Davey Boy Smith and The Dynamite Kid, The British Bulldogs.
I feel damn sorry for the World Tag Team Champions in either the WCW or WWF. The historic belts once held by distinguished teams such as The Hart Foundation, The British Bulldogs, Demolition, The Andersons, The Four Horsemen, The Road Warriors and The Steiner Brothers aren’t worth a cup of coffee and a week-old donut at a downtown greasy spoon.
Once a cornerstone of the biz granted main event status, today’s tag team wrestling scene is mired in mediocrity. As this is a mainstream media site I can’t use the words that would aptly describe the booking skills involved in contemporary tag bouts but suffice it to say that a freshly painted park bench has more imagination.
The token federation champs – the WWF’s New Age Outlaws and WCW’s The Giant and Scott Hall – are afterthoughts bungling through forgettable title defenses against whichever two saps the feds can slap together as the “rightful challengers” three minutes before bell time. Generating as much heat as an ice cube dropped in a snow bank, these encounters are a fan’s version of the “rest hold”.
Go ahead. Get your popcorn. Go to the bathroom. Smooch your significant other. Hey. It’s only a World Tag Team Title match. Whoopee!
If federation booking was reality-based, Greg Oliver and I would have as much right to a title shot as the hordes of unworthy challengers. Coming to an arena near you…the SLAM! Masters. Oh, yeah. I can dig it.
The Giant and Scott Hall team signify the very worst about modern tag wrestling. Cut and paste tag teams. In Turner-land, WCW head honcho Eric Bischoff purposely dismembered his promising but costly tag team division. Bottom line: the pay didn’t equal the work rate. The Steiner Brothers. Harlem Heat. The Faces Of Fear. No experienced duo was spared Bischoff’s bloody axe. Some (Booker T. Meng. Scott Steiner.) went on to new-found popularity in singles competition. What was the price WCW paid? The gutting of a deep division to provide meaningful competition. The WCW tag team belts saw their credibility disappear faster than Hollywood Hogan’s hair.
Bischoff’s measure to stop the slide was to utilize the tag division as a place to feature the overflow of high-profile wrestlers under costly contracts. Bad move. The fabled bond which develops between seasoned partners is non-existent. Sting and Kevin Nash or The Giant and Scott Hall are unquestionably members of the same gang but general alliances don’t establish the”well-oiled machine” concept that is a trademark of tag team wrestling. The Giant and Hall have no special moves they’ve planned together behind the scenes. There’s no unique bond there. It’s not two joining as one. It’s a standard singles match with the occasional tag-outs and double-teaming.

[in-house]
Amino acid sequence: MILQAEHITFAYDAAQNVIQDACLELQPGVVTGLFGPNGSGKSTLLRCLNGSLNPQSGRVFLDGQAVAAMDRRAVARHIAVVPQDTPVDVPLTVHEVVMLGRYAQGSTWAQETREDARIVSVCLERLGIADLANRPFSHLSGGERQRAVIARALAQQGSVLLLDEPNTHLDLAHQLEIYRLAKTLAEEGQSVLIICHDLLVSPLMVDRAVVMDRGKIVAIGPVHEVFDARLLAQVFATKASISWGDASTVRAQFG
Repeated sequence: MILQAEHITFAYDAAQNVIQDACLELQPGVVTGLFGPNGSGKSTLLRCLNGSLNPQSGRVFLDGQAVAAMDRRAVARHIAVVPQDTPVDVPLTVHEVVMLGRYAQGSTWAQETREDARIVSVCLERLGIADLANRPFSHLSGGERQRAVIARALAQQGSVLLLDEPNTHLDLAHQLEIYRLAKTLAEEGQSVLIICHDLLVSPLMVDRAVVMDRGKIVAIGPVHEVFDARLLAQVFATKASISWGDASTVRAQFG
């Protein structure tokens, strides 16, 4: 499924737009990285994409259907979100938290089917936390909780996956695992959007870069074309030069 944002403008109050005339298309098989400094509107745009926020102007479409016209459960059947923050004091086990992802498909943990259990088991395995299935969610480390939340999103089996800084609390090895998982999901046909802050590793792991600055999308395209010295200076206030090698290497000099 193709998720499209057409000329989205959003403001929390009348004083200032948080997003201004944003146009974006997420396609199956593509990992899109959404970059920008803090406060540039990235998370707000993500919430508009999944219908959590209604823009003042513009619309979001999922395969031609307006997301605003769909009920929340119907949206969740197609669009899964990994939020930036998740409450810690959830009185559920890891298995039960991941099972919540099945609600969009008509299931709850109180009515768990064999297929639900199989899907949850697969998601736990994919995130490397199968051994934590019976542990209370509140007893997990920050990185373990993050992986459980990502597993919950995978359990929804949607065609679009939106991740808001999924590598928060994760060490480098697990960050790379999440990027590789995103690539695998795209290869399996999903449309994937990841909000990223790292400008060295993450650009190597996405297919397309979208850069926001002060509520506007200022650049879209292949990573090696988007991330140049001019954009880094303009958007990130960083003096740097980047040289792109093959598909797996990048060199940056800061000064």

On the flip side up North, the WWF and its prez Vince McMahon have went the same route crowning Steve Austin a tag team champion with Shawn Michaels, Dude Love and The Undertaker for the sole purpose of lighting a fire under a singles feud.
Brutus Beefcake and Greg Valentine, The Dream Team.
The sudden break-up of a tag team used to mean something. Rick Martel turning his back on Tito Santana. A enraged Macho Man going psycho on Hulk Hogan. Shawn Michaels kicking Marty Jannetty through a plate glass window. Memories of betrayal still fresh in our minds.
Running a polar opposite to WCW, The World Wrestling Federation continues to build upon its tag team division. The Godwinns were re-invented. Signing Kaientai was a stroke of genius, though we could do without Yama-gimpy-san. This being true, why then isn’t anyone gunning for the titles? The New Age Outlaws have it easy once again. As before, no one is mounting a serious challenge to their title reign.
What’s worse laying waste to your talent as WCW did or letting your talent go to waste as the WWF is doing?
Whichever way you slice it, the state of tag team wrestling is downright disgraceful. The WWF and WCW’s stand shortchanges fans and denigrates the proud superstars who gave those belts their shine.